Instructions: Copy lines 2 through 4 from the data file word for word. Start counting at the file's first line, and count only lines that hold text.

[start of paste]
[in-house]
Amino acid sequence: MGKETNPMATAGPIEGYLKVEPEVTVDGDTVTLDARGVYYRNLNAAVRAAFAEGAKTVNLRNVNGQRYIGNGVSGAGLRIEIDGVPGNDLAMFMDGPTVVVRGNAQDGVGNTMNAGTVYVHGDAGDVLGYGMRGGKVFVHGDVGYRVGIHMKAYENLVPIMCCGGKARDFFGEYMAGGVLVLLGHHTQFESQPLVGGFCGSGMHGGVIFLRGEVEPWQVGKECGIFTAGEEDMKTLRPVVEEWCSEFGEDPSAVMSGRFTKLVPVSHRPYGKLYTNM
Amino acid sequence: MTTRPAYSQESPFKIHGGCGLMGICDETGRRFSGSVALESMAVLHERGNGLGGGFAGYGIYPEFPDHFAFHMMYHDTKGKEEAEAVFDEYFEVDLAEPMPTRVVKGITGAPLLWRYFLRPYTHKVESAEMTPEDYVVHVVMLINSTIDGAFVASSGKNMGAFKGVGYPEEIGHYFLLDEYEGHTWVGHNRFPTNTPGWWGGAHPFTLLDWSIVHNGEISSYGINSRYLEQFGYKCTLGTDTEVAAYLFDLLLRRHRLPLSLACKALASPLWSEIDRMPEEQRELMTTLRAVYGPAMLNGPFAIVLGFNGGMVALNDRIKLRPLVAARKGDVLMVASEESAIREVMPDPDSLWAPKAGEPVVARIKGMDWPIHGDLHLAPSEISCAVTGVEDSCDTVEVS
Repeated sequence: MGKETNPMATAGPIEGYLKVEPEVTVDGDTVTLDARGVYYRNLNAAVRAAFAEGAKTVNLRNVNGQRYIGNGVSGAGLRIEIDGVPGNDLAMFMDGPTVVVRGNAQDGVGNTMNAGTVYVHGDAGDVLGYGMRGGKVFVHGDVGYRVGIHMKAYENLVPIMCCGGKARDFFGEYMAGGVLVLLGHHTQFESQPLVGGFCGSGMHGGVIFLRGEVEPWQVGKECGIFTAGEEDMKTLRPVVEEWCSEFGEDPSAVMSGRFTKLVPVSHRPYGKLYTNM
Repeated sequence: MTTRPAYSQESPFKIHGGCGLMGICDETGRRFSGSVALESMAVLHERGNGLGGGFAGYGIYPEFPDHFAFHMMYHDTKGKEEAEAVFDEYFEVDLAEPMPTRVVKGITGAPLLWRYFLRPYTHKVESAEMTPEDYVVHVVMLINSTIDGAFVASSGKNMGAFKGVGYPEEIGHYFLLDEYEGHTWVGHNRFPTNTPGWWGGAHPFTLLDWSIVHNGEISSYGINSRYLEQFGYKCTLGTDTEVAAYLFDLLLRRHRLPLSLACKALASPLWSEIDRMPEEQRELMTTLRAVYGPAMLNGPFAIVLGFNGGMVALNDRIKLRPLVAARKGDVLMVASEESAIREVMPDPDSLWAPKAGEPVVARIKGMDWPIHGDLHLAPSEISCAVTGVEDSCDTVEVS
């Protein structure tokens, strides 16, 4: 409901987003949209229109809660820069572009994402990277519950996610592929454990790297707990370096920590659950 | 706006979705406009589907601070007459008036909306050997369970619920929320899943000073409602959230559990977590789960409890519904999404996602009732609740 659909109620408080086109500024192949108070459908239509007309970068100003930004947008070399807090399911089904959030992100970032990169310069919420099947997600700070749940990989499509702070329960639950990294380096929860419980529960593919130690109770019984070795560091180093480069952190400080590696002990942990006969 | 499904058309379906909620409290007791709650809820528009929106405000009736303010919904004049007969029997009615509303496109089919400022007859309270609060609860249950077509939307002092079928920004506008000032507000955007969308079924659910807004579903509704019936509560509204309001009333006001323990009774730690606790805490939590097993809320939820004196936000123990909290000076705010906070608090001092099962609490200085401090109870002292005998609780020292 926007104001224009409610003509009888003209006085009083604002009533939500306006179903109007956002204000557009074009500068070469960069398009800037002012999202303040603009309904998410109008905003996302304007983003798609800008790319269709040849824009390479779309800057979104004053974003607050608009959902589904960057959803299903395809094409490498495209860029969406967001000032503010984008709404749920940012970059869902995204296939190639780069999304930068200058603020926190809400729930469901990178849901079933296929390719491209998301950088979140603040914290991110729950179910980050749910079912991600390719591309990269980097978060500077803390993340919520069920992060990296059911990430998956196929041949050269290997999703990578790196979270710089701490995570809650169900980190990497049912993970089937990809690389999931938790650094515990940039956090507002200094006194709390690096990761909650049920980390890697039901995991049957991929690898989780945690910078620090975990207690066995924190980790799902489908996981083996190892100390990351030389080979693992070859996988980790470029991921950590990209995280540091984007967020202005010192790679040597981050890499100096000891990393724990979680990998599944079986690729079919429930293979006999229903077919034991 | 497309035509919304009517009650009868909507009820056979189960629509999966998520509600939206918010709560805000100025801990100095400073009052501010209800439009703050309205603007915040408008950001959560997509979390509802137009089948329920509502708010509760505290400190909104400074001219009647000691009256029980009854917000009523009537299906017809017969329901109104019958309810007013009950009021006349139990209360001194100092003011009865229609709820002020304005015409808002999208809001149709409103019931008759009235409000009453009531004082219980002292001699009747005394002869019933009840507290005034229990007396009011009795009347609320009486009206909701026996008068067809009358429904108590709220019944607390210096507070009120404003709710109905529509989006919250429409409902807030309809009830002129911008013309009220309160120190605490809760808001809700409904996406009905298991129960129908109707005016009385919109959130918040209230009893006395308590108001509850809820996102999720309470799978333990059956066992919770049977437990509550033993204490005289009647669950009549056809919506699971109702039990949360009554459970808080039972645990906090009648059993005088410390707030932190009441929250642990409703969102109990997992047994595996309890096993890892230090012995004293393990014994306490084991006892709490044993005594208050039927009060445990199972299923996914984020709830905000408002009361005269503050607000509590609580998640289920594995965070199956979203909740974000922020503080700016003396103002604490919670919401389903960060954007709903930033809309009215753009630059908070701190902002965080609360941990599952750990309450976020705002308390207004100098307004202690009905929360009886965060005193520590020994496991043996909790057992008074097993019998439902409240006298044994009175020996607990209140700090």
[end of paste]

Amino acid sequence: MGKETNPMATAGPIEGYLKVEPEVTVDGDTVTLDARGVYYRNLNAAVRAAFAEGAKTVNLRNVNGQRYIGNGVSGAGLRIEIDGVPGNDLAMFMDGPTVVVRGNAQDGVGNTMNAGTVYVHGDAGDVLGYGMRGGKVFVHGDVGYRVGIHMKAYENLVPIMCCGGKARDFFGEYMAGGVLVLLGHHTQFESQPLVGGFCGSGMHGGVIFLRGEVEPWQVGKECGIFTAGEEDMKTLRPVVEEWCSEFGEDPSAVMSGRFTKLVPVSHRPYGKLYTNM
Amino acid sequence: MTTRPAYSQESPFKIHGGCGLMGICDETGRRFSGSVALESMAVLHERGNGLGGGFAGYGIYPEFPDHFAFHMMYHDTKGKEEAEAVFDEYFEVDLAEPMPTRVVKGITGAPLLWRYFLRPYTHKVESAEMTPEDYVVHVVMLINSTIDGAFVASSGKNMGAFKGVGYPEEIGHYFLLDEYEGHTWVGHNRFPTNTPGWWGGAHPFTLLDWSIVHNGEISSYGINSRYLEQFGYKCTLGTDTEVAAYLFDLLLRRHRLPLSLACKALASPLWSEIDRMPEEQRELMTTLRAVYGPAMLNGPFAIVLGFNGGMVALNDRIKLRPLVAARKGDVLMVASEESAIREVMPDPDSLWAPKAGEPVVARIKGMDWPIHGDLHLAPSEISCAVTGVEDSCDTVEVS
Repeated sequence: MGKETNPMATAGPIEGYLKVEPEVTVDGDTVTLDARGVYYRNLNAAVRAAFAEGAKTVNLRNVNGQRYIGNGVSGAGLRIEIDGVPGNDLAMFMDGPTVVVRGNAQDGVGNTMNAGTVYVHGDAGDVLGYGMRGGKVFVHGDVGYRVGIHMKAYENLVPIMCCGGKARDFFGEYMAGGVLVLLGHHTQFESQPLVGGFCGSGMHGGVIFLRGEVEPWQVGKECGIFTAGEEDMKTLRPVVEEWCSEFGEDPSAVMSGRFTKLVPVSHRPYGKLYTNM